The Little League World Series has been around since 1947, when the Williamsport, Pa,. team captured the first title. Back then, it was just an American tournament, but it has since integrated teams from all around the world to create a diverse, exciting month of baseball.
The tournament shares its name with the Major League championship, the World Series. Apart from the fact that they're both baseball competitions, the two series are very different.
One's played by 12-year olds, the other by grown men. One's dominated by the Yankees, the other's not.
You get the picture; and the picture shows why the Little League classic ultimately trumps the "World" Series.
Major League Baseball receives lots of grief from sports fans around the world because its championship only involves American teams.
It's true that these teams have some players from more countries than just the United States, but lately the World Baseball Classic has been telling us that maybe there are some good baseball teams elsewhere. Like Japan. The team fielded by Japan has won the past two tournaments.
It's also true that many major-leaguers return to play for their native countries in the tournament, but come on America. We have Kevin Youkilis, Evan Longoria, David Wright, Ryan Braun, Curtis Granderson and the list goes on.
The only guys we gave back to Japan were Ichiro, Akinori Iwamura, Kosuke Fukudome and Kenji Johjima. I'd pick the first group over the second in any game.
You may say that some of the best American players choose not to participate in the classic, but that just reflects poorly on American baseball.
The LLWS truly does encompass as much of the worldly baseball talent as possible. Some of the biggest winners have been Taiwan, China, Japan, Venezuela and America.
It's much more fun to watch national teams battle it out in the International Final than it is to watch two of the same 30 teams go at it year after year.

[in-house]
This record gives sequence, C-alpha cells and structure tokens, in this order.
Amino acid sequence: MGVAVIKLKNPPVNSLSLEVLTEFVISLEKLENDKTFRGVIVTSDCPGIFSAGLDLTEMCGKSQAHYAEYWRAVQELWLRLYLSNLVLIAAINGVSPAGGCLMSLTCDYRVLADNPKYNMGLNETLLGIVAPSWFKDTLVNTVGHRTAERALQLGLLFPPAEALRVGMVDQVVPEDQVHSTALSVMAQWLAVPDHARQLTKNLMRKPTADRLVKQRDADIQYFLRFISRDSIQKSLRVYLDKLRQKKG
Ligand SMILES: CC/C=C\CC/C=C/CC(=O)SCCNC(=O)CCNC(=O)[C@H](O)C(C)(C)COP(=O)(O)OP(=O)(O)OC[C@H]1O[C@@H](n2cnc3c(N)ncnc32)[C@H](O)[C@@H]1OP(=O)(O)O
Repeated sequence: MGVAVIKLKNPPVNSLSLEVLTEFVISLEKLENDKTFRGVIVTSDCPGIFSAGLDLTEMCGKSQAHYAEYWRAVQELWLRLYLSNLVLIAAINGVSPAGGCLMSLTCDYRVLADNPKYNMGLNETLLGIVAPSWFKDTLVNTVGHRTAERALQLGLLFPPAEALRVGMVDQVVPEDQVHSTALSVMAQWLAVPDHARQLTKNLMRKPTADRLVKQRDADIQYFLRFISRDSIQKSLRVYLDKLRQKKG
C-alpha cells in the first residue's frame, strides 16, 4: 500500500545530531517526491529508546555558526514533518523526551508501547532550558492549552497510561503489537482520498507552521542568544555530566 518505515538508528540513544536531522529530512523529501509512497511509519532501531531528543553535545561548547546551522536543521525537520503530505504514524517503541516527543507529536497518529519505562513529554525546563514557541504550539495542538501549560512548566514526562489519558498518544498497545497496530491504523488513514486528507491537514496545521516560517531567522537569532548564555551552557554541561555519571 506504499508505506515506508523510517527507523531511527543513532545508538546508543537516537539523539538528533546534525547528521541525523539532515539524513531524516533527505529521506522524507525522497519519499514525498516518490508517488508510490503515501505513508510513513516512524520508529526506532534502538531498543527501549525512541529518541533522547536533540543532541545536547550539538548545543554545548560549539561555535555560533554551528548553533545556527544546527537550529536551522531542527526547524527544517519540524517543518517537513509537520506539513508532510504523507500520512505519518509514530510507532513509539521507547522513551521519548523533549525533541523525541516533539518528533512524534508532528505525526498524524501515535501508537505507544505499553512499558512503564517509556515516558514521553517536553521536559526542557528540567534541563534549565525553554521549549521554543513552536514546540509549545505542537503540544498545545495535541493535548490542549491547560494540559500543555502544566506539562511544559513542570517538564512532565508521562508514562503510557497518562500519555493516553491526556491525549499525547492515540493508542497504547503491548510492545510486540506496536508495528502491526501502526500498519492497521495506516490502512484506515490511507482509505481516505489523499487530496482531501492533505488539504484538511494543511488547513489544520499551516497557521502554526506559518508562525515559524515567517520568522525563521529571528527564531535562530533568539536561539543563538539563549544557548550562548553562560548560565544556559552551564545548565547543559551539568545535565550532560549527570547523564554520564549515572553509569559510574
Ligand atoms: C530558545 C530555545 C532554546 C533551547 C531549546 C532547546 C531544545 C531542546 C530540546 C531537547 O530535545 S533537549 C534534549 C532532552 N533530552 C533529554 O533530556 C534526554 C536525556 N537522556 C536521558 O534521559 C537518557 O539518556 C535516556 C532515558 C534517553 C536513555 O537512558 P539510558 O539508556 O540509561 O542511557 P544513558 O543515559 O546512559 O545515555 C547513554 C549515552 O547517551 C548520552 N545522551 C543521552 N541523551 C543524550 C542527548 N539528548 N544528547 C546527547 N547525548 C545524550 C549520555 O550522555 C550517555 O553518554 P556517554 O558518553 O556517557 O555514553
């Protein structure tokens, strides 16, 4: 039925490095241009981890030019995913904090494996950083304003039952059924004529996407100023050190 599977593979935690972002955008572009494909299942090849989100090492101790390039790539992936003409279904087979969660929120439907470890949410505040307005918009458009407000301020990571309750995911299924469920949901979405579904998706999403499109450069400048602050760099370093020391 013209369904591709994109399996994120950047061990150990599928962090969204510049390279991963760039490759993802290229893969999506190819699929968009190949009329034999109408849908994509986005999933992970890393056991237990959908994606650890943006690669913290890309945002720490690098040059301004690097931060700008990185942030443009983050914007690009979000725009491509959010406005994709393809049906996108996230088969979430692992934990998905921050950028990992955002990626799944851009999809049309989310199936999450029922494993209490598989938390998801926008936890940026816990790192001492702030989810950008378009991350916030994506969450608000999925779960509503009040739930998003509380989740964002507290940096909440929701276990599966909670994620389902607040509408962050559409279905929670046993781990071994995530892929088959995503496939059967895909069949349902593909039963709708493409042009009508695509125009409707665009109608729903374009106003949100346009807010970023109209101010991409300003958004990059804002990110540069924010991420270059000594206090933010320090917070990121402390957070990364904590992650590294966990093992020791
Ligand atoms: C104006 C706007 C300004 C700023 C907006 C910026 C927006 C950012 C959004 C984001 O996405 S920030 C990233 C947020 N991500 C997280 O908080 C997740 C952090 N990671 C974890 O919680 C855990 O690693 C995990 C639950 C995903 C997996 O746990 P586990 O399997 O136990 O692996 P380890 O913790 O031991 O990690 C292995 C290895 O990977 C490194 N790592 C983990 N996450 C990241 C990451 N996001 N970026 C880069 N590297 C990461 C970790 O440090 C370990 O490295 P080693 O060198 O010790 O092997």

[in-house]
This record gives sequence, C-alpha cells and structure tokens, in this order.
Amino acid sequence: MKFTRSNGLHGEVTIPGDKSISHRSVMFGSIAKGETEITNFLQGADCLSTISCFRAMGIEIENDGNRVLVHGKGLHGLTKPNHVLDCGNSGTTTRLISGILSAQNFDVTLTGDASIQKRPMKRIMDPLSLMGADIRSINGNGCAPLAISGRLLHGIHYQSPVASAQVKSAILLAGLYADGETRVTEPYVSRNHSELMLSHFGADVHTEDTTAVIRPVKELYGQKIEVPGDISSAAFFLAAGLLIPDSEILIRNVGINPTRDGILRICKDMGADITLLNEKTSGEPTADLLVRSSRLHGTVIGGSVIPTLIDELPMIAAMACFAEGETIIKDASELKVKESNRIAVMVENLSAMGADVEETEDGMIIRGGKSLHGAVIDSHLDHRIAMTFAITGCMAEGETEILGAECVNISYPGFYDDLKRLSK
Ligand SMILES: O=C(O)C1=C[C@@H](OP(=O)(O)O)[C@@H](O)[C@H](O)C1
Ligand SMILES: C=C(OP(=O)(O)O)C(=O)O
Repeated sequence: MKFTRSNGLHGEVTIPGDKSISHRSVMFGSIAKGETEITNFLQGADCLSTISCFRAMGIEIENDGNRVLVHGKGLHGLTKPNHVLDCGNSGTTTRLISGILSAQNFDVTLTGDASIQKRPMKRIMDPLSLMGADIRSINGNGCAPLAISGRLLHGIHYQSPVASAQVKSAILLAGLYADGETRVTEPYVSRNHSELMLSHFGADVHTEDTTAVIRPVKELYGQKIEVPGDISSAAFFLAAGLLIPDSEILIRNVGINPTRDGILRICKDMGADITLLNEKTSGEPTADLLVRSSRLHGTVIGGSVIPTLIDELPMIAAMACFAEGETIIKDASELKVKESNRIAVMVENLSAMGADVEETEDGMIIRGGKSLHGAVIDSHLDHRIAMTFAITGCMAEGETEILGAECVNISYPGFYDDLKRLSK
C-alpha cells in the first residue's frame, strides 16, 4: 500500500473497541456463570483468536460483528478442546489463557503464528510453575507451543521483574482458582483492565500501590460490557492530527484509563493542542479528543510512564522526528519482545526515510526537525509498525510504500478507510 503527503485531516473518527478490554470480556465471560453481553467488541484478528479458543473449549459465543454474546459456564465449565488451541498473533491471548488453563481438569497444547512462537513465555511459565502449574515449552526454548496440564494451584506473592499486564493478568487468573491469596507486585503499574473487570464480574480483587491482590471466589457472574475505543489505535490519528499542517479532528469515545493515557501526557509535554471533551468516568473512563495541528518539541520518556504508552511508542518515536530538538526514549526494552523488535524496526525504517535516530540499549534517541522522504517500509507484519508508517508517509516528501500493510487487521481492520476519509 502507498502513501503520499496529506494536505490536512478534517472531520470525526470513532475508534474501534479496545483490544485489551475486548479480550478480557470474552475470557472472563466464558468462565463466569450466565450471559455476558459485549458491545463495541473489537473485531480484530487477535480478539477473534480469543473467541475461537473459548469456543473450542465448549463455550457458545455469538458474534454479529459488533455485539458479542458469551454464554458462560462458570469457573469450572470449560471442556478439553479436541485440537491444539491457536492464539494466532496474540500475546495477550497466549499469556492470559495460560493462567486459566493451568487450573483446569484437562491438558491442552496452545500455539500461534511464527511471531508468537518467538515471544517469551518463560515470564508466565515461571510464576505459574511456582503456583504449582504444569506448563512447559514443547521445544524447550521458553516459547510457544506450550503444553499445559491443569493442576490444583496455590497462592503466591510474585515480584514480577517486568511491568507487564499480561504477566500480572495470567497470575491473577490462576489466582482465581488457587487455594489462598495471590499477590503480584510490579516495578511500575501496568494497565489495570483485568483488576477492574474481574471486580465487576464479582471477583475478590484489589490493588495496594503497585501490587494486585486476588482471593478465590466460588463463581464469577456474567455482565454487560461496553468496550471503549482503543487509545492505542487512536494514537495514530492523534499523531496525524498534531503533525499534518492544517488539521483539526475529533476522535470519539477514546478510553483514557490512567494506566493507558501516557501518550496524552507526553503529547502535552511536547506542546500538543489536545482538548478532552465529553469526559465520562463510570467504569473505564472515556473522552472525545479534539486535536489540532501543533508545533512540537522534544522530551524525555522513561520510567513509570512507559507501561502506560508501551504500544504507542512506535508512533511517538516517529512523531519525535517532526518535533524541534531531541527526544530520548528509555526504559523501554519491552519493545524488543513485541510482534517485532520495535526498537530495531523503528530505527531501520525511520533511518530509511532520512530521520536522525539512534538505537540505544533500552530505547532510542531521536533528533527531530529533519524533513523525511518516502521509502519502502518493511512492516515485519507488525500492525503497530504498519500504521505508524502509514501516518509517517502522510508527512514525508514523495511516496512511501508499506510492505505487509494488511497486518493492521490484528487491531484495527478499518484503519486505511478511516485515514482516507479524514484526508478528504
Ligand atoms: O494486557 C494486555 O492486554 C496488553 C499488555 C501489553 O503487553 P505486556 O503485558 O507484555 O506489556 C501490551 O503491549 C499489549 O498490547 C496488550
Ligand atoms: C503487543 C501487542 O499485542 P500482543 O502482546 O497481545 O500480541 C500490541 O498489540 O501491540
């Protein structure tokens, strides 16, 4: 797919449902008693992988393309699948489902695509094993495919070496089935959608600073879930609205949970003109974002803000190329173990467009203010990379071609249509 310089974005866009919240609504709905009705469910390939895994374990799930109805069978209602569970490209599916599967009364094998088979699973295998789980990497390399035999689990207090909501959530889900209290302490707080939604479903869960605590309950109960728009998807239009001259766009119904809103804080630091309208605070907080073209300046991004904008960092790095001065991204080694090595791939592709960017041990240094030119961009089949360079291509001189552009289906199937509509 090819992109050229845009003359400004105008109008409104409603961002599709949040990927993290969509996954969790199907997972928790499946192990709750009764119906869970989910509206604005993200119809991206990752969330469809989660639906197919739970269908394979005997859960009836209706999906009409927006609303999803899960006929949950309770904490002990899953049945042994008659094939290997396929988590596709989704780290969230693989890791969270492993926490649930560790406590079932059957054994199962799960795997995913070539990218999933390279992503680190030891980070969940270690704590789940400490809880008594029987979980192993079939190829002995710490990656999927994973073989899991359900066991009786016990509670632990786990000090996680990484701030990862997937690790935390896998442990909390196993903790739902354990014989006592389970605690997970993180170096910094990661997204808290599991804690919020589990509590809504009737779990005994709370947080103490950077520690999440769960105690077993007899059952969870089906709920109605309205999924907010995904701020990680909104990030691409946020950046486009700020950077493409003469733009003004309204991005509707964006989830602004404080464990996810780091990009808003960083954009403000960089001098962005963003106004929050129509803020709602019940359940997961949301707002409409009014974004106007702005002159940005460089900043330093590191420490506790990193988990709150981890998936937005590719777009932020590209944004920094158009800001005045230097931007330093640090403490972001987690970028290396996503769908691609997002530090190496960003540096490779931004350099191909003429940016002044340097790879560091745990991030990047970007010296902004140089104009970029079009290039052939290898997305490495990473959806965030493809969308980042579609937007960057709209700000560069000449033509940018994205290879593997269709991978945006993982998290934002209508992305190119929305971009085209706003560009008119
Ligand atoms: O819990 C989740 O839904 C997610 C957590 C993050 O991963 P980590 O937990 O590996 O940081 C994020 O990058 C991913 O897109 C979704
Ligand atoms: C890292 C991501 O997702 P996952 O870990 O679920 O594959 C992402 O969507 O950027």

For the same reason many Americans prefer NCAA Football over the NFL, the LLWS is more fun than the World Series.
Most players in the LLWS are between 11 and 13, so there aren't any physical disparities that could favor one team. There are players in the majors ranging in age from their teens to their 40s.
Some may argue that even though the age range is large, differences in physical abilities are minimal. That may be true, but there are also huge differences in experience.
It's easy enough for most teams to balance out trusty veterans and promising rookies, but that discrepancy creates uneven matchups too frequently.
The longest any Little Leaguer has been playing is five or six years, and most of the kids in the LLWS are probably in that category, so each player has a fair shot.
You won't hear any booing from the fans at a Little League World Series game, just chants of encouragement and frequent eruptions of excitement.
Most of the fans at LLWS games are in some way connected to individual players on each team, so they are supportive, not rowdy.
Imagine a Yankees vs. Red Sox game with just Derek Jeter's, Jacoby Ellsbury's and the rest of the players' parents in the stands. There wouldn't be any fights or distracting jeers at the players.
That's what fans have become at MLB games—a distraction. Sure, it's nice to have some team spirit, but not to a point where it interferes with the play.
Steroids, corked bats, pine tar, stealing signs. These are all methods of cheating that have marred the image of Major League Baseball. Players and coaches are so eager to gain a competitive edge over their opponents that they'll go to such extremes.
The LLWS is still competitive, but in a healthy way. Teammates urge each other and opponents on by simply stepping up the level of play.
There are plenty of super-intense coaches who are maybe a little bit too into it, but some people love their baseball. Usually, these coaches display integrity and respect the other team, setting a good example for the players.
The players in the LLWS are known for good sportsmanship, often joining together in acts of camaraderie like the one pictured above.
According to CBS Sports, the average salary for a major league baseball player in 2011 is $3.3 million. The average salary for a Little League baseball player in 2011 is $0.
A major league baseball player will usually play for whichever team offers him the biggest contract. A Little League baseball player will always play for his hometown.
A major league baseball player will hire an agent who will try to extract as much money as possible out of a team before the player signs. A little league baseball player will go down to the community center to sign up in hopes of a fun season with his friends.
It is an occupation for the major leaguers, so money should be considered, but is the extra million a year really worth abandoning a franchise and fan base?
In the end, both events are exciting to watch, but there's just a little more passion and love of the game in the Little League World Series, and it shines through every game.